All That Breathes review: This stunningly magnificent Oscar nominated Indian documentary is all about the need for coexistence
The focus of the Oscar-nominated documentary by Shaunak Sen is on the efforts of two brothers in Delhi to save injured black kites.
Meet the two Delhi-based brothers Nadeem Shehzad and Mohammad Saud, and their assistant Salik Rehman, who are stranded near a lake, alerted that there’s an injured kite on the other side. There’s no boat available for help, and by the time that is arranged, it might be too late. So the two of them strip down and swim in the cold waters, and rescue the poor bird on a temporary box. These brothers will then take the bird in their makeshift basement clinic, and try to nurse it back to strength. The journey of these amateur bird medics become the focus of ‘All That Breathes’, director Shaunak Sen’s remarkable, poetic new feature-length documentary that came so close to winning that Oscar earlier this month.
Truly, what a journey this film has had, first winning the Grand Jury Prize at the Sundance Film Festival in January last year, and then bagging the L’Oeil d’Or, the top prize for documentaries at the Cannes Film Festival a few months later. Since then, this film has spread its wings around the world, to finally secure the coveted spot at the Best Documentary Feature category at the 95th Academy Awards. This is an astounding feat in its own regard, a nonfiction feature film paving its way through a sea of campaigning to hold its own place in the world.
All That Breathes focuses on the ways in which two brothers have dedicated half of their lives into the care for these birds of prey who are otherwise deemed as harbingers of bad luck across the Indian cultures. The toxic skies of Delhi are becoming increasingly inhospitable to the birds, and as All That Breathes reveals in steady detail over its 93-minute screen time, for a certain section of the populace too. Amidst the cacophony and chaos, the brothers are also worried about funding prospects as day after day, the injured kites arrive in wooden boxes, and Sen follows the men trying to build a animal rescue hospital, convince the butcher to sell them meat at a cheaper rate while straddling their own personal lives. There’s a sense of despair apparent in their scattershot conversations, yet All That Breathes marches along, patiently tending to the wounds of these birds with utmost care and resilience. Yet as Saud reflects, “Delhi is a gaping wound, and we’re just a Band-Aid on it.”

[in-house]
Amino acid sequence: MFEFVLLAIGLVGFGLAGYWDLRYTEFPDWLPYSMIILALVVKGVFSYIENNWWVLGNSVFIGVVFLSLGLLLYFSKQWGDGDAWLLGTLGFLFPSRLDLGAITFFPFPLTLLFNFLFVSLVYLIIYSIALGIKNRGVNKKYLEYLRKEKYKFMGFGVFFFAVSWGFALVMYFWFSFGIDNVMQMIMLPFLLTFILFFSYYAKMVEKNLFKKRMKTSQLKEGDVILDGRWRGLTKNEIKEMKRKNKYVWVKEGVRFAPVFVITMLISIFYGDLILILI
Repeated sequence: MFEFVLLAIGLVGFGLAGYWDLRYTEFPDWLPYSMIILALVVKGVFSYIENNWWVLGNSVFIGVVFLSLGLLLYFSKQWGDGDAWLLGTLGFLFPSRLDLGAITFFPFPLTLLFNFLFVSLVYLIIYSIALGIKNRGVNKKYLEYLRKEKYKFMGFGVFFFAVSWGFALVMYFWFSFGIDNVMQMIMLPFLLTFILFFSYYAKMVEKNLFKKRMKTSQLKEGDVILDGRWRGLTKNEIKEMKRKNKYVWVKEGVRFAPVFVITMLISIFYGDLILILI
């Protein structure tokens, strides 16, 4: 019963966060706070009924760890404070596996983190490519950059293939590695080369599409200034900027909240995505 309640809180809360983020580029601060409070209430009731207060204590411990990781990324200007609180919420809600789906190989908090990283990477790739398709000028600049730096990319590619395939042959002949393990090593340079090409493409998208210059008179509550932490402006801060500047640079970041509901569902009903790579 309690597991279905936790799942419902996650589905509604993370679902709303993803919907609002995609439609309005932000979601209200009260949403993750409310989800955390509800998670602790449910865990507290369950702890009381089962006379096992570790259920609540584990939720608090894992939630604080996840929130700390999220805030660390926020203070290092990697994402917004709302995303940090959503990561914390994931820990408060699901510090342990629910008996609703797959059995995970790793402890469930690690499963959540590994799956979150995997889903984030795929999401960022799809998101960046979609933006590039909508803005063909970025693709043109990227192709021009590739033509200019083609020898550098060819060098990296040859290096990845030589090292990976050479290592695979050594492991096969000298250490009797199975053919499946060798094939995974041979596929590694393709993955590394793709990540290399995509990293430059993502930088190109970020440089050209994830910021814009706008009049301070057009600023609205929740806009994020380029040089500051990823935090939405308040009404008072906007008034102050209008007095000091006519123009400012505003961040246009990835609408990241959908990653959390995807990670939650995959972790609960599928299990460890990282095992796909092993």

All That Breathes creates a rich tapestry of characters and motives, but Sen, working with editor Charlotte Munch Bengsten, never spells out the socio-political subtext for the audience to follow. The film plays along with a poetic vigour, hiding under its shadow a wounded segregation at work. It lets us make these connections for ourselves. Even the connections between the three men are not spelled out directly at first for that matter. Yet, there’s no denying how it is the hilariously interrogative assistant Salik who provides the film with its much-needed, mischievous punk. The creatures themselves seem to play along with the happy-go-lucky soul- a kite stealing his spectacles at the terrace, and a baby squirrel popping out of his shirt pocket like a quaint little magic trick. These details make enough room for its audience to realize that these men are not just saving the birds, but are saving themselves in the process too.
The structure of All That Breathes carefully connects these dots to map the larger perspectives in the country’s capital which is on the edge of an environmental as well as cultural doom. Delhi is still breathing, still alive in its claustrophobic alleys, water-logged streets and polluted waterbodies. Here, in an increasingly hostile ecosystem, the will to survive lies in the hope for adaptability and codependency. The violence against the Muslims occurs just a few kilometers away from the basement, we are informed in one direct confrontational scene. The crises add on, in the virtues of buried hope and wonder. Desires freeze.
Breathtakingly shot by the team of cinematographers including Benjamin Bernhard, Riju Das and Soumyananda Sahi, All That Breathes finds arresting visual poetry in the darkest, dirtiest of places. One particularly unforgettable sequence takes place to register the innumerable black kites that circle around the Delhi sky when the meat tossing occasion takes place. It is a breathtaking moment- at once intimate and expansive, bursting with so much ecstasy that my heart could explode. All That Breathes is urgent, sublime and deeply moving. Sen has created a masterwork.
Disclaimer: Except the headline and synopsis, this story has been taken from the HT News Service